Power spectrum techniques are applied to series of daily, weekly, and monthly average temperature and precipitation values, recorded since 1870 at the Woodstock Climatological Benchmark Station in Maryland, in order to gain a reasonable interpretation of the extent and frequency distribution of periodic variations in these data. Analysis procedures are outlined, and the results presented, interpreted, and collated with the results of earlier literature in some detail.

Apparent short-period variations are found whose periods lie near 3 days, between 5 and 7 days, and between about 15 and 25 days; various of them however, are absent from some portions of the data series and also differ somewhat in character with the season of the year.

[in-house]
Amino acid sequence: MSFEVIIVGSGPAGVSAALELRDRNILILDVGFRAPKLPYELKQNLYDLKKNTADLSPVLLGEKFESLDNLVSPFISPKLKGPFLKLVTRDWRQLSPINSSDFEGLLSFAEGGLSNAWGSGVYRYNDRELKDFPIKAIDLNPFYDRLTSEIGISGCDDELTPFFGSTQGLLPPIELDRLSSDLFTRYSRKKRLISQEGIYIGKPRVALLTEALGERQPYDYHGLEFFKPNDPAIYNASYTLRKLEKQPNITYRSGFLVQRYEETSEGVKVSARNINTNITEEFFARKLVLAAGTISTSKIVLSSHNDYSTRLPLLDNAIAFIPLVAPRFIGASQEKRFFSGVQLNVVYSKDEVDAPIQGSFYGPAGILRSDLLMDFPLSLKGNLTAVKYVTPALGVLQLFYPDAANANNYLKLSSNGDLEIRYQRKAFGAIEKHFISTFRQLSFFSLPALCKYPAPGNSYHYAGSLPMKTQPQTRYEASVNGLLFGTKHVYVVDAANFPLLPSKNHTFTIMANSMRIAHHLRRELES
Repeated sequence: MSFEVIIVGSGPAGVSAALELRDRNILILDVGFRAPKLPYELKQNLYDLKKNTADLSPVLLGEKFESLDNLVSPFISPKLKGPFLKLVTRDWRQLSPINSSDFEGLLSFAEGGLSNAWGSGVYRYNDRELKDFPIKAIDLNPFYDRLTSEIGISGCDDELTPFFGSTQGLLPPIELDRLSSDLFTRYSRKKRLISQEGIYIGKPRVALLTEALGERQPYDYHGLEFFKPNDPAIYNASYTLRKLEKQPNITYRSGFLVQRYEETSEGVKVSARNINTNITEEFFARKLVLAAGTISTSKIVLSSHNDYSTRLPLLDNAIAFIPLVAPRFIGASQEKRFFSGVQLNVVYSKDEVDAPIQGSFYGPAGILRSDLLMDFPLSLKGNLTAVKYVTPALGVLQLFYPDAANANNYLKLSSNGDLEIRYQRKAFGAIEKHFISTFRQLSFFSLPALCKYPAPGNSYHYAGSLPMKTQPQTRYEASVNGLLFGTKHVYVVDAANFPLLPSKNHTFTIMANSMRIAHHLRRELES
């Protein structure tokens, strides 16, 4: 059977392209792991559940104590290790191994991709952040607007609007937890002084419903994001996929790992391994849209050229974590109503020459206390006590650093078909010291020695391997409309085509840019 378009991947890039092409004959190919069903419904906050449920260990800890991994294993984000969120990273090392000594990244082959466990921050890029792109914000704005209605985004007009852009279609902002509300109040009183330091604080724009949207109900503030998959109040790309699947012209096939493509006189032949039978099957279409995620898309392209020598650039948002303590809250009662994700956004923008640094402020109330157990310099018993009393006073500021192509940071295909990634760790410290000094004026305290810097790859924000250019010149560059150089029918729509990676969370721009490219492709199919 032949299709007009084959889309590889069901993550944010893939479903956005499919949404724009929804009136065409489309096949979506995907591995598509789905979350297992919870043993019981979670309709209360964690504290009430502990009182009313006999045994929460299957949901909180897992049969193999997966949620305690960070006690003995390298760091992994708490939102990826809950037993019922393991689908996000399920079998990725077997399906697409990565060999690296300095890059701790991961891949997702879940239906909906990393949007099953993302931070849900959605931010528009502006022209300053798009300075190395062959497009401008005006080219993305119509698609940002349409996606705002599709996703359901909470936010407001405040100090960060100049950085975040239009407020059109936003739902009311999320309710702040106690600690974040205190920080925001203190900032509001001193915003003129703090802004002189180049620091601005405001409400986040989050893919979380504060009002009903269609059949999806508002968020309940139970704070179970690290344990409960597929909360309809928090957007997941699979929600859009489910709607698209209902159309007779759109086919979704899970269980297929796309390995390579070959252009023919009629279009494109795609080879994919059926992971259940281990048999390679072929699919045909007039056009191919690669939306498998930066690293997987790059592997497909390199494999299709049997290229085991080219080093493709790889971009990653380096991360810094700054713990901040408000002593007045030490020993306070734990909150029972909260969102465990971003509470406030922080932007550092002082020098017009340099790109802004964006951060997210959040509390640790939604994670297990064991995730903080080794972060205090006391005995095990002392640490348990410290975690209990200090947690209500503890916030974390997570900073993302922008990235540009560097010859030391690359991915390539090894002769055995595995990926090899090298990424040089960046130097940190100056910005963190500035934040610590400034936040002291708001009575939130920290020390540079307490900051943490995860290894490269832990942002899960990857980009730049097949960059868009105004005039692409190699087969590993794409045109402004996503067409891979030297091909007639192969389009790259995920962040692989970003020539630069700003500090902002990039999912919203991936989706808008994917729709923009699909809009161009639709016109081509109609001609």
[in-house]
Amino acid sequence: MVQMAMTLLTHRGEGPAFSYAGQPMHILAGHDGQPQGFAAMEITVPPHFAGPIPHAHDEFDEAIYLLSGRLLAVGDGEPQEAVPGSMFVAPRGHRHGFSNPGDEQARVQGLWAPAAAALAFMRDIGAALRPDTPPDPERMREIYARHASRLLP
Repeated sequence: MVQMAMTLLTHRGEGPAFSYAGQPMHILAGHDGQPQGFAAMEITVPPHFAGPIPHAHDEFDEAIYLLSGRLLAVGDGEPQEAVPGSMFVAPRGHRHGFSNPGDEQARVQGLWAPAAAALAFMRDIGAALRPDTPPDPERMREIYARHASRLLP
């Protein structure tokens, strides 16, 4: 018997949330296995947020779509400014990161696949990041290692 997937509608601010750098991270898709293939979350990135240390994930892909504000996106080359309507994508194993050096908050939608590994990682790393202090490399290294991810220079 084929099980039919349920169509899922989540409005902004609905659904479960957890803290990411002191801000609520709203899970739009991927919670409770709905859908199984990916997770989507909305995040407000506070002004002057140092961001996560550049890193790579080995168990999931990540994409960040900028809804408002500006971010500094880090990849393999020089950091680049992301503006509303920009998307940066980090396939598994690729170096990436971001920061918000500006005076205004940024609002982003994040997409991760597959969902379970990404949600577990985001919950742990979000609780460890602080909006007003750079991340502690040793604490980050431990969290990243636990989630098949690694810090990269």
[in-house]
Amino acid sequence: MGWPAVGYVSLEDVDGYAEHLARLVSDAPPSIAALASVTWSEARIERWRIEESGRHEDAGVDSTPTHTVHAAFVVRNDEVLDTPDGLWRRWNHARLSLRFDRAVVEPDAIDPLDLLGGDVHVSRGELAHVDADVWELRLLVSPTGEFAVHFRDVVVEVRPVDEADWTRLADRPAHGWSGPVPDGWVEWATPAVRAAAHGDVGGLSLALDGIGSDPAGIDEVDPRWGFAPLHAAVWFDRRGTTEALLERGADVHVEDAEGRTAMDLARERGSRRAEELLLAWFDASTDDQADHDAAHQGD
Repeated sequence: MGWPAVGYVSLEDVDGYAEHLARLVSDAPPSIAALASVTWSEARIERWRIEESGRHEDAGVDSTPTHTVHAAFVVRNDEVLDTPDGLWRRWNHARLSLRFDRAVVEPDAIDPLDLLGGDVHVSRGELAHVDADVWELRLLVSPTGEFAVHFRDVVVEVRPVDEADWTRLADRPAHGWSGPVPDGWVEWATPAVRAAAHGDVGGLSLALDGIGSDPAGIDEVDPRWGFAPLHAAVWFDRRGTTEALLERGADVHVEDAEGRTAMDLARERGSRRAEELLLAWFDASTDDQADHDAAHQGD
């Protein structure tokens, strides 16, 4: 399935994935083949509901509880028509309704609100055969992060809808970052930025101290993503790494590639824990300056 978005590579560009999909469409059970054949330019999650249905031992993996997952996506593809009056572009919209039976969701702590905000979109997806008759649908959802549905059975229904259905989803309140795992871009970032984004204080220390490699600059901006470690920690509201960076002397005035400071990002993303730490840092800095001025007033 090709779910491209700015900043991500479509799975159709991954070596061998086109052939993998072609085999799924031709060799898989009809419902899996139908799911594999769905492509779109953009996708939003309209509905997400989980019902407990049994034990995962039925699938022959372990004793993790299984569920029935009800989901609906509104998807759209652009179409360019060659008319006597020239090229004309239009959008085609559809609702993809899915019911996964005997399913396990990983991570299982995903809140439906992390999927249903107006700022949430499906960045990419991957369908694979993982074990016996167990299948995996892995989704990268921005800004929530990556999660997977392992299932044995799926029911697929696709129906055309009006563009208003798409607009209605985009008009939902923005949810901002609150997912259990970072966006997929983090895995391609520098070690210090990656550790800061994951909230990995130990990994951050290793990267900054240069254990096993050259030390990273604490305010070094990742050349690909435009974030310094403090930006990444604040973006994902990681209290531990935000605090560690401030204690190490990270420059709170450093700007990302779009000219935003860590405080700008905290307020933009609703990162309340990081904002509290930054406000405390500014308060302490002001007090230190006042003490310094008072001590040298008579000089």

Significant long-period variations are more prevalent in the temperature series than in the precipitation series. Spectral peaks in temperature, of periods near 2 years and greater than 50 years, both achieve high levels of statistical significance. The 11-year sunspot cycle, and to some extent its second harmonic as well, is suggested in the temperature data. The double (22-year) sunspot cycle and the longer Brückner cycle, however, are almost totally absent. The basis of Abbot's statistical long-range prediction scheme, which utilizes numerous higher harmonics of the double sunspot cycle, is tested against the Woodstock data, and is found in this caw to lack measurable skill above chance.